That’s about it. The wind has been non-existant today and the lagoon consequently flat. From others I understand the forecast for the next few days is about the same. We’ll stay here until our online work is done and then head to Toau even if we have to motor.

In the meantime I’ve put together our tracks of our big crossing and our stay in the Marquesas. You’ll have to zoom out to see the bigger crossing.

View 2010 Marquesas in a larger map

With any minutes left I’ll try and uploading some more pictures.

Old Friends

The first thing we did upon arriving was to call our selected agent to facilitate our check in. In the Galapagos it is the law that we have to use an agent and we are unable to disembark until the process is initiated.

We then set about finding an internet connection which seems to work ok except certain features just don’t work. Accessing our email using local clients doesn’t work so we have to go online. My Picasa picture uploader also does not work. But enough other things work for us to reconnect and see what’s happening in the world.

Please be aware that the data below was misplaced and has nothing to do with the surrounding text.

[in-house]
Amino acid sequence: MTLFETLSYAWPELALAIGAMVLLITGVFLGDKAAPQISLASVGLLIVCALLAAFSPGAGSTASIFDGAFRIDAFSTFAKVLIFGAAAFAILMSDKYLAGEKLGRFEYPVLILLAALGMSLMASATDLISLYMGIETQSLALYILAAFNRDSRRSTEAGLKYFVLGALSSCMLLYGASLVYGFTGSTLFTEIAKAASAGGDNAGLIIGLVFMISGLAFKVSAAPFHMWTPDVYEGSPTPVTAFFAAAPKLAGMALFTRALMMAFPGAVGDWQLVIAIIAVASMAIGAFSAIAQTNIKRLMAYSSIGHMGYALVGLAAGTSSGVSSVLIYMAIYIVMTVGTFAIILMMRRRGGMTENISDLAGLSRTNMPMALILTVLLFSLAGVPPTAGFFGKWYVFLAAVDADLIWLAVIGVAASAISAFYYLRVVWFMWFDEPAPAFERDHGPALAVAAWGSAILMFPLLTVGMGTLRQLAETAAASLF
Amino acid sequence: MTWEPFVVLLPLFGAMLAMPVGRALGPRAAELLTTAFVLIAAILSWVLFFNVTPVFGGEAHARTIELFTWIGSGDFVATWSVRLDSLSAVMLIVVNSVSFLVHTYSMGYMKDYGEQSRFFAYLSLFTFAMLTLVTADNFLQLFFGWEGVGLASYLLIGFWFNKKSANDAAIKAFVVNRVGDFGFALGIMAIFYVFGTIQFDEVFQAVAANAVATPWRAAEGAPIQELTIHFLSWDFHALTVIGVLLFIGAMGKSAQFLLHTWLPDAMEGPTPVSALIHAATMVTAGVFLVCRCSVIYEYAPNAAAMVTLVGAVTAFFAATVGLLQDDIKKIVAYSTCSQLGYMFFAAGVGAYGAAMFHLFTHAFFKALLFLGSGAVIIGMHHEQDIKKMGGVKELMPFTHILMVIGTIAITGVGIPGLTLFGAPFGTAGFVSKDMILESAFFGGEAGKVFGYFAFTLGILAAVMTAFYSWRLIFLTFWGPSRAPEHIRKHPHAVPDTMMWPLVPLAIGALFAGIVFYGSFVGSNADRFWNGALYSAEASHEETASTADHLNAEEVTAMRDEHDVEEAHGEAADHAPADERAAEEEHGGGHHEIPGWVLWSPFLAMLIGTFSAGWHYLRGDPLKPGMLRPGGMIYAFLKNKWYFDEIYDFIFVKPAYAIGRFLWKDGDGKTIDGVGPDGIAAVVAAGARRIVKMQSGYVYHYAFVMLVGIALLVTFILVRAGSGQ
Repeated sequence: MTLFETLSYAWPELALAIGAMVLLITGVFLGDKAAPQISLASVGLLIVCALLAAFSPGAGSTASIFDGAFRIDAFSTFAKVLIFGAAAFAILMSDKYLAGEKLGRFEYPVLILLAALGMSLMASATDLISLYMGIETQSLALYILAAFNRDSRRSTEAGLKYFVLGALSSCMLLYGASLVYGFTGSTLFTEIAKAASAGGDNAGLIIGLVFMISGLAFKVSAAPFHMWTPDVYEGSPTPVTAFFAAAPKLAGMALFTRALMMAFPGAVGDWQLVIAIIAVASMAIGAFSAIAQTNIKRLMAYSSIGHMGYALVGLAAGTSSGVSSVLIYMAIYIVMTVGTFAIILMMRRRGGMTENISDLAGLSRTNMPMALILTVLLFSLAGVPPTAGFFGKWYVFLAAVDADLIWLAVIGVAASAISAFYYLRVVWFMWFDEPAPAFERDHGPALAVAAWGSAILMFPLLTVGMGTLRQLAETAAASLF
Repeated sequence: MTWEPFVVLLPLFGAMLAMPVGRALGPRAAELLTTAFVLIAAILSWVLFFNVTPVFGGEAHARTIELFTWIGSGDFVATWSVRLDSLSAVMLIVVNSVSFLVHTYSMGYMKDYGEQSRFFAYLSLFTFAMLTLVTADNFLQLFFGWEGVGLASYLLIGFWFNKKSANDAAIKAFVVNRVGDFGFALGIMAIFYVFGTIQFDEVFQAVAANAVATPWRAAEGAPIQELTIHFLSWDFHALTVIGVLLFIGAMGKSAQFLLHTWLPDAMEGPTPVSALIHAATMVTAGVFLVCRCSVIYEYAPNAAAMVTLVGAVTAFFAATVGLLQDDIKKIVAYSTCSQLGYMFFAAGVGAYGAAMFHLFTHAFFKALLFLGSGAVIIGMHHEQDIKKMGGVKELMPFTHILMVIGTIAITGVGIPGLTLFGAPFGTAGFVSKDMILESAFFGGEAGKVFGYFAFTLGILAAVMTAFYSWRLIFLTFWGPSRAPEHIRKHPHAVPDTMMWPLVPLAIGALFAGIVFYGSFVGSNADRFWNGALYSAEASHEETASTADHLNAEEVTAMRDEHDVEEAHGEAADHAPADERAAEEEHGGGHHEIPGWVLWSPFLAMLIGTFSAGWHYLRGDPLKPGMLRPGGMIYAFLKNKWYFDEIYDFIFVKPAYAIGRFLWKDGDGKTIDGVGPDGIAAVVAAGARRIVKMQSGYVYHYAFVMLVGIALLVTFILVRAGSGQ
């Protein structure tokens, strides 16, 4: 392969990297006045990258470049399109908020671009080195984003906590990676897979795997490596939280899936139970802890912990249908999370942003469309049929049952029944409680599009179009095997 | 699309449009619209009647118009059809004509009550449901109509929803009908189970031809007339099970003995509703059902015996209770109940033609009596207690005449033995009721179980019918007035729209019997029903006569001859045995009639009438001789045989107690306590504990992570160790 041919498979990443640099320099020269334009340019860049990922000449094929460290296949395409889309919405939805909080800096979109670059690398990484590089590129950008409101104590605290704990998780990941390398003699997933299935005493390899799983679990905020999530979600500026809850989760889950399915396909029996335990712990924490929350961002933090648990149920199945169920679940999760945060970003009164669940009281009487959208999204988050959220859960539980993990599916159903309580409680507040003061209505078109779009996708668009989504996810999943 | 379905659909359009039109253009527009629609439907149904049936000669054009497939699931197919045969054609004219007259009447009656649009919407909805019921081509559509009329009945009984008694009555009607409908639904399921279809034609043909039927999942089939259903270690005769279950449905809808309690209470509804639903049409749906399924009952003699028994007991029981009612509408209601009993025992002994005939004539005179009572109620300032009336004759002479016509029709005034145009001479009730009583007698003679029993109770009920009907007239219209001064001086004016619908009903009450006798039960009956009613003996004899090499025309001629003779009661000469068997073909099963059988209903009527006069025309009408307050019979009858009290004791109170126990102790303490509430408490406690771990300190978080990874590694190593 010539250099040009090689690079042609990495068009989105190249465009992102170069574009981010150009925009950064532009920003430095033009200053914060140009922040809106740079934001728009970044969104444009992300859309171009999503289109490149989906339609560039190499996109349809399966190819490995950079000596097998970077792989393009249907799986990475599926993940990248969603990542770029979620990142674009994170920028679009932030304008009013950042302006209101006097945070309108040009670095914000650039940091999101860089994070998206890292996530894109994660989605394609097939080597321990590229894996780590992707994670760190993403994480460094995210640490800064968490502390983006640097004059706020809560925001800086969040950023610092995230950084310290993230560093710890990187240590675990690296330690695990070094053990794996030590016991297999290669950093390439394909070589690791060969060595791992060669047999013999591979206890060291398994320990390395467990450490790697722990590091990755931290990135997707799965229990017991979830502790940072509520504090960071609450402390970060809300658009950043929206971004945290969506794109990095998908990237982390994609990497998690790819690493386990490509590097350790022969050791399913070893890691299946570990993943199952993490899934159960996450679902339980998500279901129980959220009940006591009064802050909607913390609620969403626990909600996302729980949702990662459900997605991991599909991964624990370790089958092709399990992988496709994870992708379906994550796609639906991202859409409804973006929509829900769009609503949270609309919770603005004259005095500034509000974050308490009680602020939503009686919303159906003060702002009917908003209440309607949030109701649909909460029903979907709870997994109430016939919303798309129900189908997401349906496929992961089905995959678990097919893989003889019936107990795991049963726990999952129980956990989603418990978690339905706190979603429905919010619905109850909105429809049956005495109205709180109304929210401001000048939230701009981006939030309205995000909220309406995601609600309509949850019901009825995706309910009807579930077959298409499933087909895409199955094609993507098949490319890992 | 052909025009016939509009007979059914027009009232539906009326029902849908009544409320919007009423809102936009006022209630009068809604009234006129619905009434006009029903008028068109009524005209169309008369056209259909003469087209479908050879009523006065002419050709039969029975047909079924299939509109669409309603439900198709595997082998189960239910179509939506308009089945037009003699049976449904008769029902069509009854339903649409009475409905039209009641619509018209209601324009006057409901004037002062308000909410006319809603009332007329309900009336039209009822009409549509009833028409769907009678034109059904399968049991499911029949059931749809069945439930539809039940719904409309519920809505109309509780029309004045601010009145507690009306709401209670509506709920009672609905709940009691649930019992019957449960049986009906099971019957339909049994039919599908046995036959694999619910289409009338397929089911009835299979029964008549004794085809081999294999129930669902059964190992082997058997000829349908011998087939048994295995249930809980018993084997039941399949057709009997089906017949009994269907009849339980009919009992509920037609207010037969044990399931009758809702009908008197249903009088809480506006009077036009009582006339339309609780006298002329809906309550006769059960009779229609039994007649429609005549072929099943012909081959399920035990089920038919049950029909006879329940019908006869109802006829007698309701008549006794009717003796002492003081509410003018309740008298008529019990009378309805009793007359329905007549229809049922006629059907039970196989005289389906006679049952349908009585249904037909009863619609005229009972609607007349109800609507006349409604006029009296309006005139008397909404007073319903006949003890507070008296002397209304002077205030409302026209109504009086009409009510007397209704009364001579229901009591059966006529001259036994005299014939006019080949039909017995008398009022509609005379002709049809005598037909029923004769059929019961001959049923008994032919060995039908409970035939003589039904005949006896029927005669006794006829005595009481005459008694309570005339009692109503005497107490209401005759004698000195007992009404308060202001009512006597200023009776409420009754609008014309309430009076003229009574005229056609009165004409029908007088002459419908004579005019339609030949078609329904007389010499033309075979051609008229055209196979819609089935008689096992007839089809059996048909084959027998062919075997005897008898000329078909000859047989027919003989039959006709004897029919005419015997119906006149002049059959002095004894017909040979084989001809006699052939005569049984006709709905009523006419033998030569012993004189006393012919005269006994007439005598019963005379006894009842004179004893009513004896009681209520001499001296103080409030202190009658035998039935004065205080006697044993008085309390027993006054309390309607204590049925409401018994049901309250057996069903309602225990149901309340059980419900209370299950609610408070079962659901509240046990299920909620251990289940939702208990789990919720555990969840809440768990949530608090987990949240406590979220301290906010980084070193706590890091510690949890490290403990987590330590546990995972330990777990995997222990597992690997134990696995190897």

Probably as a result of it being Good Friday it took nearly four hours for our agent to show up during which we cleared the boat and rested. As mentioned before I used this time to set up the dinghy and go and visit Leu Cat nearby. While waiting we heard from Sail Away on the radio who we’d met around Xmas/New Year in the San Blas. It’s not so much a small world but a narrow path we traverse.

As soon as our agent had our passports we were good to go ashore. We took the same water taxi as our agent and went to explore the town of Ayora. Helen was immediately drawn to the supermarket right by the dock. Once we’d had the customary price check we were free to walk around the small town taking pictures. One remarkable thing about the place is how clean it all is which is a very nice change.

We didn’t stay too long as we had a 5pm engagement aboard Leu Cat for sundowners. We took some ice as their freezer was having problems and plenty of beer/wine which we unceremoniously downed having spent the last week dry.

After a few hours of pleasant company we went ashore to eat out. As we alighted the agua taxi we bumped into Tim and Ruth and kids from Kamaya who we met in Panama City. They’ve been here for a month and loving it. They’ll be heading west for the Marquesas about the same time as us which will be nice. We learned from them about a nice back street where the locals eat so we went there and had a very enjoyable meal.

It was nearly 11 before we got back to the boat. We were exhausted. Nice to be in a new place and better to meet up with old friends.

This morning we’re off to the Saturday market and later we expect to visit the Darwin Center.

I’ll leave you now with the track of our crossing.

View 2010 Galapagos Crossing in a larger map